In many ways, twentieth-century America was the land of superheroes and science fiction. From Superman and Batman to the Fantastic Four and the X-Men, these pop-culture juggernauts, with their "powers and abilities far beyond those of mortal men," thrilled readers and audiences--and simultaneously embodied a host of our dreams and fears about modern life and the onrushing future.
But that's just scratching the surface, says Jeffrey Kripal. In Mutants and Mystics , Kripal offers a brilliantly insightful account of how comic book heroes have helped their creators and fans alike explore and express a wealth of paranormal experiences ignored by mainstream science. Delving deeply into the work of major figures in the field--from Jack Kirby's cosmic superhero sagas and Philip K. Dick's futuristic head-trips to Alan Moore's sex magic and Whitley Strieber's communion with visitors--Kripal shows how creators turned to science fiction to convey the reality of the inexplicable and the paranormal they experienced in their lives. Expanded consciousness found its language in the metaphors of sci-fi--incredible powers, unprecedented mutations, time-loops and vast intergalactic intelligences--and the deeper influences of mythology and religion that these in turn drew from; the wildly creative work that followed caught the imaginations of millions. Moving deftly from Cold War science and Fredric Wertham's anticomics crusade to gnostic revelation and alien abduction, Kripal spins out a hidden history of American culture, rich with mythical themes and shot through with an awareness that there are other realities far beyond our everyday understanding.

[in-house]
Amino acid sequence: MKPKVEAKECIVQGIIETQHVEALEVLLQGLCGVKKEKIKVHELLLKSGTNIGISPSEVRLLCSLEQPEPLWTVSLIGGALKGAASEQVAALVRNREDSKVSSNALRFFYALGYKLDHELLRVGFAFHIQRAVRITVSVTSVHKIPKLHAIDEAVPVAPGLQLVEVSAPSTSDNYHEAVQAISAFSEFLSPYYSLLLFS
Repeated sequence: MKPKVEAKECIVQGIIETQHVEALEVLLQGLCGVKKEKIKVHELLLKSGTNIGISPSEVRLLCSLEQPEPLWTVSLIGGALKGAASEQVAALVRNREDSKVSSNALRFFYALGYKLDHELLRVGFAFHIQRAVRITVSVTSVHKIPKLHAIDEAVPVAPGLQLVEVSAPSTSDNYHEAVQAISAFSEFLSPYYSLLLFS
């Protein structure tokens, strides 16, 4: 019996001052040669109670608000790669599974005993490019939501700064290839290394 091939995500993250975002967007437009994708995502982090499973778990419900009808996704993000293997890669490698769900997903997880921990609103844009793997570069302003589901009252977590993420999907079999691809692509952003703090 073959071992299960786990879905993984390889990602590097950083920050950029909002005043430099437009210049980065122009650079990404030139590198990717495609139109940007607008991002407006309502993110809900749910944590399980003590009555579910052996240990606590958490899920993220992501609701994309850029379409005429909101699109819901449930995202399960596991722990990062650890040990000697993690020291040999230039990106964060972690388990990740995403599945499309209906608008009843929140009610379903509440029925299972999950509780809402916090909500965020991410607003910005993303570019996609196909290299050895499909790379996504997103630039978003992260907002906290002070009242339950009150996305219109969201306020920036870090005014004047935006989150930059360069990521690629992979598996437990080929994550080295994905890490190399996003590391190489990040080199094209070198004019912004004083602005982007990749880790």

A bravura performance, beautifully illustrated in full color throughout and brimming over with incredible personal stories, Mutants and Mystics is that rarest of things: a book that is guaranteed to broaden--and maybe even blow--your mind.